“I hope this is an opportunity for you to give back to our community,” she said. “I hope you will do what you can do, which is to use your intelligence for good.”

Beckwitt, who has been jailed since his trial conviction in April 2019. He did not testify at his trial, but he apologized to Khafra’s parents before Schweitzer convicted him in June 2019.

On Tuesday, Beckwitt described Khafra as a good friend and said he still mourns him “to this day”.

Khafra, 21, was burned beyond recognition following a fire that broke out above the tunnels in September 2017

Khafra, 21, was burned beyond recognition following a fire that broke out above the tunnels in September 2017

“Not a day goes by that I don’t think of all the great things Askia should have done,” he said. “The world needs more people like Askia Khafra, not less.”

Dia Khafra, Askia’s father, expressed frustration at Beckwitt’s “light” sentence and said he felt his family had been “stabbed with the knife of victimization again”.

“I think as a victim, all that mattered to the system was the rules, the procedures, the legalese – not the overriding fact that my son’s life, my dear son, had been deliberately terminated,” he said. he told the judge before she gave Beckwitt’s retrial. phrasing.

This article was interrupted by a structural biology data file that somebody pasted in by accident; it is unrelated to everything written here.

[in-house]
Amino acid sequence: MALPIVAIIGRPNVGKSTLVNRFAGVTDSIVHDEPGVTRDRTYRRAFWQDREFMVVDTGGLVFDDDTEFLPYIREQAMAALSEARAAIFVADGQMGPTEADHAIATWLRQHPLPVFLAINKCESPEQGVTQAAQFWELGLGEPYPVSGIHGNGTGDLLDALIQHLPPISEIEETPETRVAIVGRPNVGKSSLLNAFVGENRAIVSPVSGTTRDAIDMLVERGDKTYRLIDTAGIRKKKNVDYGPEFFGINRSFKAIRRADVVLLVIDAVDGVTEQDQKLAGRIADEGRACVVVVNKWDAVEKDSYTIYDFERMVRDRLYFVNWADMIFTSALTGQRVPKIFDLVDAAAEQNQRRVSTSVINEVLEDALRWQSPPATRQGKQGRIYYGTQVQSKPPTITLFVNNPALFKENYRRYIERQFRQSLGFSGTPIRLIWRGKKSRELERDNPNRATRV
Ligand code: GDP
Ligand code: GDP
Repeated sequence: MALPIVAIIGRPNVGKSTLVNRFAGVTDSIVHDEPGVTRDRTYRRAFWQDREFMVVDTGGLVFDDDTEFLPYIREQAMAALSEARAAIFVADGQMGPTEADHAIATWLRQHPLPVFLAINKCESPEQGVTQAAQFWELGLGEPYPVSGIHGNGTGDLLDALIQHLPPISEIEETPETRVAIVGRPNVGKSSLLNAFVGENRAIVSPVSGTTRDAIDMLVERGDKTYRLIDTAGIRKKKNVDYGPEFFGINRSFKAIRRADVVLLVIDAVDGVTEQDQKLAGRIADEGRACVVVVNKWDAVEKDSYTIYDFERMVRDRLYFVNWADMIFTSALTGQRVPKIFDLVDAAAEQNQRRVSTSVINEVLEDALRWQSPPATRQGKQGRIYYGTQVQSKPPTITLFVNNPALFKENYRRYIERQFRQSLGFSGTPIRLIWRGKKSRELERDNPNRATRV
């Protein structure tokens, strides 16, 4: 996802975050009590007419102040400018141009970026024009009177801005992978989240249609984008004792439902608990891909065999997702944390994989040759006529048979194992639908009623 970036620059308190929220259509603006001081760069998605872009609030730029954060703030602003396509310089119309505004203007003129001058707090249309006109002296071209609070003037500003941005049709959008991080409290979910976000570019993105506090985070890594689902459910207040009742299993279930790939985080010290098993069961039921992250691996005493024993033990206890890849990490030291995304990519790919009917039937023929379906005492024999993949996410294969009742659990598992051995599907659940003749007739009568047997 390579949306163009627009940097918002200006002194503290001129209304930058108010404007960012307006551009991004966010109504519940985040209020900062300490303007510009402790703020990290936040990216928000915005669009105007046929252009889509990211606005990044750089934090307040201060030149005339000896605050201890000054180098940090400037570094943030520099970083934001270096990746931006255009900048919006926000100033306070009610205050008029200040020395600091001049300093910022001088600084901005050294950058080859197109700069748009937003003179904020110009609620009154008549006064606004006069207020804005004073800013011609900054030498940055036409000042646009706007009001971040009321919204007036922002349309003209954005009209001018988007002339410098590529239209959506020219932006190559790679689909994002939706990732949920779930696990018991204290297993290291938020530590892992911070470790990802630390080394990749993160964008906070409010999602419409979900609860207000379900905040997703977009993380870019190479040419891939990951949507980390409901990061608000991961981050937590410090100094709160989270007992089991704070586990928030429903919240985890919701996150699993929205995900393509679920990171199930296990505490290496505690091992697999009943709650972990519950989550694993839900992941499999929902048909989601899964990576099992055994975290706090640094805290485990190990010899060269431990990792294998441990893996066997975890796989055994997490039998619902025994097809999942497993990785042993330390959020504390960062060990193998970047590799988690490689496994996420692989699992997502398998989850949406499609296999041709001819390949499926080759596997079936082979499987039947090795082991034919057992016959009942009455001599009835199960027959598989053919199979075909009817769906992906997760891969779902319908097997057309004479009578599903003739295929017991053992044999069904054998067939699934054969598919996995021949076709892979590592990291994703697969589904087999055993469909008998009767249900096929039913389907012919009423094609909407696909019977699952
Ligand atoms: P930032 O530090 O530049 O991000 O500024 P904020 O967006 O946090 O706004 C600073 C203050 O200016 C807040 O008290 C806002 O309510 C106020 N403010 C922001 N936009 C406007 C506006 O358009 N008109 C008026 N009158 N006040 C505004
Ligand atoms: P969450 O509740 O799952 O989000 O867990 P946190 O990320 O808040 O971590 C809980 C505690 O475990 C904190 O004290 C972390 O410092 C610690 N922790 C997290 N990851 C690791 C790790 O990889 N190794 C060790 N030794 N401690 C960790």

Khafa's father, Dia, said the recent court decision was

Khafa’s father, Dia, said the recent court ruling was “illustrative of a flawed justice system” and said Beckwitt’s original nine-year sentence was already considered too lenient.

Defense attorney Robert Bonsib told jurors Beckwitt cried out for help to his neighbors and risked his own safety in a failed attempt to save his friend.

“It was an accidental death, pure and simple, and it was not intentional,” Bonsib told the judge on Tuesday.

The judge said she believed Beckwitt’s ‘intellectual arrogance’ had misled him into believing everything would turn out as he had planned at home.

She expressed her sympathy for Khafra’s family and said she understood why her father was frustrated.

“Please don’t equate the number of years (in prison) with the value of the victim’s life in this case,” Schweitzer said. “It just can’t happen.”

Bonsib, the defense attorney, said he expects Beckwitt to be released from prison within “at most” a few months.